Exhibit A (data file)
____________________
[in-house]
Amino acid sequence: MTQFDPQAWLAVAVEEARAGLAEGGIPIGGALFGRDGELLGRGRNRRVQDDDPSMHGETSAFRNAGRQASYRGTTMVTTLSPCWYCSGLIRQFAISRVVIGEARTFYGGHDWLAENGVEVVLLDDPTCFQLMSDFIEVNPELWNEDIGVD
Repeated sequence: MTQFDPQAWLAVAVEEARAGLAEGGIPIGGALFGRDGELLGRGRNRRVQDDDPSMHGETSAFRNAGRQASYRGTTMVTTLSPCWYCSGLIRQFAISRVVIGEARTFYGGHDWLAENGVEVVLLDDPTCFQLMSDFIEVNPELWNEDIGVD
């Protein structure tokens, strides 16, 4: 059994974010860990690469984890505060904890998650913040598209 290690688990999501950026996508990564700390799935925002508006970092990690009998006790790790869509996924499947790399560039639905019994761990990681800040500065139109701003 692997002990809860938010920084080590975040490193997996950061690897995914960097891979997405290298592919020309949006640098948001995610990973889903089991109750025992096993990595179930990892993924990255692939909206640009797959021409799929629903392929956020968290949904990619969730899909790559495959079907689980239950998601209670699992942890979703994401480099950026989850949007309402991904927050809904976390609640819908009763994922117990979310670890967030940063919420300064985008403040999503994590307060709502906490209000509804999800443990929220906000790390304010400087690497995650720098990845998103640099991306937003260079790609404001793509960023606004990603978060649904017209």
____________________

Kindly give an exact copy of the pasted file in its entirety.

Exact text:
[in-house]
Amino acid sequence: MTQFDPQAWLAVAVEEARAGLAEGGIPIGGALFGRDGELLGRGRNRRVQDDDPSMHGETSAFRNAGRQASYRGTTMVTTLSPCWYCSGLIRQFAISRVVIGEARTFYGGHDWLAENGVEVVLLDDPTCFQLMSDFIEVNPELWNEDIGVD
Repeated sequence: MTQFDPQAWLAVAVEEARAGLAEGGIPIGGALFGRDGELLGRGRNRRVQDDDPSMHGETSAFRNAGRQASYRGTTMVTTLSPCWYCSGLIRQFAISRVVIGEARTFYGGHDWLAENGVEVVLLDDPTCFQLMSDFIEVNPELWNEDIGVD
């Protein structure tokens, strides 16, 4: 059994974010860990690469984890505060904890998650913040598209 290690688990999501950026996508990564700390799935925002508006970092990690009998006790790790869509996924499947790399560039639905019994761990990681800040500065139109701003 692997002990809860938010920084080590975040490193997996950061690897995914960097891979997405290298592919020309949006640098948001995610990973889903089991109750025992096993990595179930990892993924990255692939909206640009797959021409799929629903392929956020968290949904990619969730899909790559495959079907689980239950998601209670699992942890979703994401480099950026989850949007309402991904927050809904976390609640819908009763994922117990979310670890967030940063919420300064985008403040999503994590307060709502906490209000509804999800443990929220906000790390304010400087690497995650720098990845998103640099991306937003260079790609404001793509960023606004990603978060649904017209």